However, if you need your research to be approved that’s a different world; for instance, even though R is accepted by regulatory bodies in Pharma is not all R, all versions and all packages that are accepted.

There is not one single language intended for numerical analysis that I know of (SAS, R, S, Matlab, Mathematica, Maxima, Octave, SPSS,… a few others), not one, that allows for incorrect arithmetic of the kind I showed you above. Not one except Julia now.

Obviously, these languages might all be using C++ or Fortran under the hood, but they all still guarantee that a correct formula returns correct results.

Stefan, I believe that when we try hard often we can find ways to have the best of both worlds…

For instance, how about implementing a flag for a safe Julia (e.g. julia --safe)? This way people worried about regulations could develop their models in the standard fast julia, but have them approved by running the very same models in julia --safe mode.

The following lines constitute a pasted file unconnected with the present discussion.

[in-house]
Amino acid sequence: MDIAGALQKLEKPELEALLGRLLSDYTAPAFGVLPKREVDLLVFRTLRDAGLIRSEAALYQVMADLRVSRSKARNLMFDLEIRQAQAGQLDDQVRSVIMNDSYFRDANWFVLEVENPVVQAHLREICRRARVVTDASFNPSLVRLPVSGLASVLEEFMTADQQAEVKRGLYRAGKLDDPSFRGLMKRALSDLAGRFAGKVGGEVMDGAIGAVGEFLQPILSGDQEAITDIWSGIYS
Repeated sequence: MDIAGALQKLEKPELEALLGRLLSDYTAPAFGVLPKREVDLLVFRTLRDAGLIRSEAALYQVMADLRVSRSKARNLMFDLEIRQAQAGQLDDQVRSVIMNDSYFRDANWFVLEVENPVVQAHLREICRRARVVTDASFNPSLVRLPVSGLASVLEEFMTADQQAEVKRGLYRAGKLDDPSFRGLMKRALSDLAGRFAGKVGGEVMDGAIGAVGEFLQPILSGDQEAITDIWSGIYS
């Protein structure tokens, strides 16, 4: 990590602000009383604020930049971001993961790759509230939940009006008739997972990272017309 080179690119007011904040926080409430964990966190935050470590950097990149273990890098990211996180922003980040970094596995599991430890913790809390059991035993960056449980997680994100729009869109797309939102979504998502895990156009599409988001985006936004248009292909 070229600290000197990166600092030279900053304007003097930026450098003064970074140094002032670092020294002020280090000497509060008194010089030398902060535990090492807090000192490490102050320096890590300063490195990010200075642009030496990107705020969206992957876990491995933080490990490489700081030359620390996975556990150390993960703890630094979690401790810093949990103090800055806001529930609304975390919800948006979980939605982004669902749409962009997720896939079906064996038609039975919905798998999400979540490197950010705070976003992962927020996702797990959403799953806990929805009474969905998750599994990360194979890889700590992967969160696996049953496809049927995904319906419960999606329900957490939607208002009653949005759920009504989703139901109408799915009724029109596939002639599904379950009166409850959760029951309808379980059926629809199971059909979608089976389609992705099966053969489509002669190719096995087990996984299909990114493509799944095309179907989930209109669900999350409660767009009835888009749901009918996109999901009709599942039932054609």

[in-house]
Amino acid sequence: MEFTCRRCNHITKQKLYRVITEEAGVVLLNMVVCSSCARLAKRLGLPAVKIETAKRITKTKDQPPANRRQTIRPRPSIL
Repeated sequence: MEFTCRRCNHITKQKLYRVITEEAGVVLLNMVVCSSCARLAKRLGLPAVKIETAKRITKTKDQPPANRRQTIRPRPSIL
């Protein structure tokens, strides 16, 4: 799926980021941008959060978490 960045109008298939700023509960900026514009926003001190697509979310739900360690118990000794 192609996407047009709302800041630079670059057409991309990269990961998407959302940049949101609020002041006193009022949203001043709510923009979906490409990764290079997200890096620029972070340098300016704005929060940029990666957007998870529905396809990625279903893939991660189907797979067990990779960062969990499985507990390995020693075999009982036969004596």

This would make Julia not only the fastest language, but the safest too since, in safe mode, all kind of fancy safety measures could be put in place with no concerns for speed… Just an idea.

This also shows that R is lying to you - ~1 + ~1 is only ~2 after all and not exactly 2.

Interestingly, I believe the majority of languages you’ve quoted do actually have the same “problem” - they just mask it by showing fewer decimals than would be required to accurately represent the true number. For example, both Matlab and Mathematica lie to you in the same way. See here for Matlab and here for Mathematica:

By default, the inputs 0.1 and 0.2 in the example are taken to have MachinePrecision. At a common MachinePrecision of 15.9546 digits, 0.1 + 0.2 actually has a [FullForm][4] of 0.30000000000000004, but is printed as 0.3.

Arguably, your example is hitting a different failure mode (integer overflow) than just floating point imprecision, so I guess that’s a point to be made? For that though, SaferIntegers.jl has been suggested and would show you the problem right away.

Unfortunately your proposed safe mode would actually change the semantics of Julia - the overflow behaviour of Int64 and friends is part of the language.

This is all documented. Ints should only be used for “small” integers (such as for counting things). For large or continuous quantities there are plenty of alternatives: floats; big ints; checked integers.